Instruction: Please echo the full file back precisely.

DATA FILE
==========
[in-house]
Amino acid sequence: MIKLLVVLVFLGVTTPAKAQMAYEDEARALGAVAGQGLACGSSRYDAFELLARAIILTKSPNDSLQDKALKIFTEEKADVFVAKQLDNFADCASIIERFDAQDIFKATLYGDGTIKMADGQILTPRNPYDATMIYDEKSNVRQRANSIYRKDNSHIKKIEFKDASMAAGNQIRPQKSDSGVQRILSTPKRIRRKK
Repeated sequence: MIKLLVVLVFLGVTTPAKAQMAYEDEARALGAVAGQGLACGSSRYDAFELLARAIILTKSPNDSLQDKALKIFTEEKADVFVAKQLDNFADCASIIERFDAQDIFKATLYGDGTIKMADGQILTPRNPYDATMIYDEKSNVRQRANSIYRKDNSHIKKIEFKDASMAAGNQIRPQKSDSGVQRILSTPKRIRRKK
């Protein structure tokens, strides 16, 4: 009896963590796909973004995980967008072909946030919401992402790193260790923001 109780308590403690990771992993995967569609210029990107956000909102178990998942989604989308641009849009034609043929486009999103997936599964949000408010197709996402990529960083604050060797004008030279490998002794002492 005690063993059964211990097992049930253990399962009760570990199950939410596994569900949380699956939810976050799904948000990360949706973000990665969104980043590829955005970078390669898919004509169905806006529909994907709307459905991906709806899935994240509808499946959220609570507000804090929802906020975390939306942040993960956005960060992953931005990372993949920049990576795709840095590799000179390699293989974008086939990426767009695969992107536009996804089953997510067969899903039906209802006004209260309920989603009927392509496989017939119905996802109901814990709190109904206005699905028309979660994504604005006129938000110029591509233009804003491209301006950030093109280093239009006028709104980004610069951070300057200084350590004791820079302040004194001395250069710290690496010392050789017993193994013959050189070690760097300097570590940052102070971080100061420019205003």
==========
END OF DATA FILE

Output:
[in-house]
Amino acid sequence: MIKLLVVLVFLGVTTPAKAQMAYEDEARALGAVAGQGLACGSSRYDAFELLARAIILTKSPNDSLQDKALKIFTEEKADVFVAKQLDNFADCASIIERFDAQDIFKATLYGDGTIKMADGQILTPRNPYDATMIYDEKSNVRQRANSIYRKDNSHIKKIEFKDASMAAGNQIRPQKSDSGVQRILSTPKRIRRKK
Repeated sequence: MIKLLVVLVFLGVTTPAKAQMAYEDEARALGAVAGQGLACGSSRYDAFELLARAIILTKSPNDSLQDKALKIFTEEKADVFVAKQLDNFADCASIIERFDAQDIFKATLYGDGTIKMADGQILTPRNPYDATMIYDEKSNVRQRANSIYRKDNSHIKKIEFKDASMAAGNQIRPQKSDSGVQRILSTPKRIRRKK
């Protein structure tokens, strides 16, 4: 009896963590796909973004995980967008072909946030919401992402790193260790923001 109780308590403690990771992993995967569609210029990107956000909102178990998942989604989308641009849009034609043929486009999103997936599964949000408010197709996402990529960083604050060797004008030279490998002794002492 005690063993059964211990097992049930253990399962009760570990199950939410596994569900949380699956939810976050799904948000990360949706973000990665969104980043590829955005970078390669898919004509169905806006529909994907709307459905991906709806899935994240509808499946959220609570507000804090929802906020975390939306942040993960956005960060992953931005990372993949920049990576795709840095590799000179390699293989974008086939990426767009695969992107536009996804089953997510067969899903039906209802006004209260309920989603009927392509496989017939119905996802109901814990709190109904206005699905028309979660994504604005006129938000110029591509233009804003491209301006950030093109280093239009006028709104980004610069951070300057200084350590004791820079302040004194001395250069710290690496010392050789017993193994013959050189070690760097300097570590940052102070971080100061420019205003």